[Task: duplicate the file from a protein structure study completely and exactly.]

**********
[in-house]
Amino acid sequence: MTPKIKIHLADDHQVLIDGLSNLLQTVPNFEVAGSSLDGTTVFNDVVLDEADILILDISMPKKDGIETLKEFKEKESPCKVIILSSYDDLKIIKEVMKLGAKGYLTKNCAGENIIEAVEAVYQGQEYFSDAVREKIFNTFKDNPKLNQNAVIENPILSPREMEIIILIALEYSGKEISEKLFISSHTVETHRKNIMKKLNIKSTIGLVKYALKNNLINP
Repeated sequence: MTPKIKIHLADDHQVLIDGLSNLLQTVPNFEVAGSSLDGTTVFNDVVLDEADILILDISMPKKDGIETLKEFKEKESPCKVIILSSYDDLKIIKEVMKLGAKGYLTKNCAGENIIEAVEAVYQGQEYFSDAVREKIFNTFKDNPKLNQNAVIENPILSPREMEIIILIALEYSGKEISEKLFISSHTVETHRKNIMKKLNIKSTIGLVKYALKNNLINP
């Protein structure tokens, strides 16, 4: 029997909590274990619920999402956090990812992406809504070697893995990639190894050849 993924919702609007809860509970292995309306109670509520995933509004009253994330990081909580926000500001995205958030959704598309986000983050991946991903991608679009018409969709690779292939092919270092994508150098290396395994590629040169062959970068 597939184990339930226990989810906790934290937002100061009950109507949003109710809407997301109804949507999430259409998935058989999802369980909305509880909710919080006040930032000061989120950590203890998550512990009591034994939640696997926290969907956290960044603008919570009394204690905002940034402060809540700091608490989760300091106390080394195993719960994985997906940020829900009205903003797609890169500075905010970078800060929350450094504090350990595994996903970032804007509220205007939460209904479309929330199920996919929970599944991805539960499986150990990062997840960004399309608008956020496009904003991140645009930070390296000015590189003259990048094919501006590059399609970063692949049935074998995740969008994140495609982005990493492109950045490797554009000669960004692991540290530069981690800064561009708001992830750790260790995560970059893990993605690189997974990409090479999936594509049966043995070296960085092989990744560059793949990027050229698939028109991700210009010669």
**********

[in-house]
Amino acid sequence: MTPKIKIHLADDHQVLIDGLSNLLQTVPNFEVAGSSLDGTTVFNDVVLDEADILILDISMPKKDGIETLKEFKEKESPCKVIILSSYDDLKIIKEVMKLGAKGYLTKNCAGENIIEAVEAVYQGQEYFSDAVREKIFNTFKDNPKLNQNAVIENPILSPREMEIIILIALEYSGKEISEKLFISSHTVETHRKNIMKKLNIKSTIGLVKYALKNNLINP
Repeated sequence: MTPKIKIHLADDHQVLIDGLSNLLQTVPNFEVAGSSLDGTTVFNDVVLDEADILILDISMPKKDGIETLKEFKEKESPCKVIILSSYDDLKIIKEVMKLGAKGYLTKNCAGENIIEAVEAVYQGQEYFSDAVREKIFNTFKDNPKLNQNAVIENPILSPREMEIIILIALEYSGKEISEKLFISSHTVETHRKNIMKKLNIKSTIGLVKYALKNNLINP
């Protein structure tokens, strides 16, 4: 029997909590274990619920999402956090990812992406809504070697893995990639190894050849 993924919702609007809860509970292995309306109670509520995933509004009253994330990081909580926000500001995205958030959704598309986000983050991946991903991608679009018409969709690779292939092919270092994508150098290396395994590629040169062959970068 597939184990339930226990989810906790934290937002100061009950109507949003109710809407997301109804949507999430259409998935058989999802369980909305509880909710919080006040930032000061989120950590203890998550512990009591034994939640696997926290969907956290960044603008919570009394204690905002940034402060809540700091608490989760300091106390080394195993719960994985997906940020829900009205903003797609890169500075905010970078800060929350450094504090350990595994996903970032804007509220205007939460209904479309929330199920996919929970599944991805539960499986150990990062997840960004399309608008956020496009904003991140645009930070390296000015590189003259990048094919501006590059399609970063692949049935074998995740969008994140495609982005990493492109950045490797554009000669960004692991540290530069981690800064561009708001992830750790260790995560970059893990993605690189997974990409090479999936594509049966043995070296960085092989990744560059793949990027050229698939028109991700210009010669």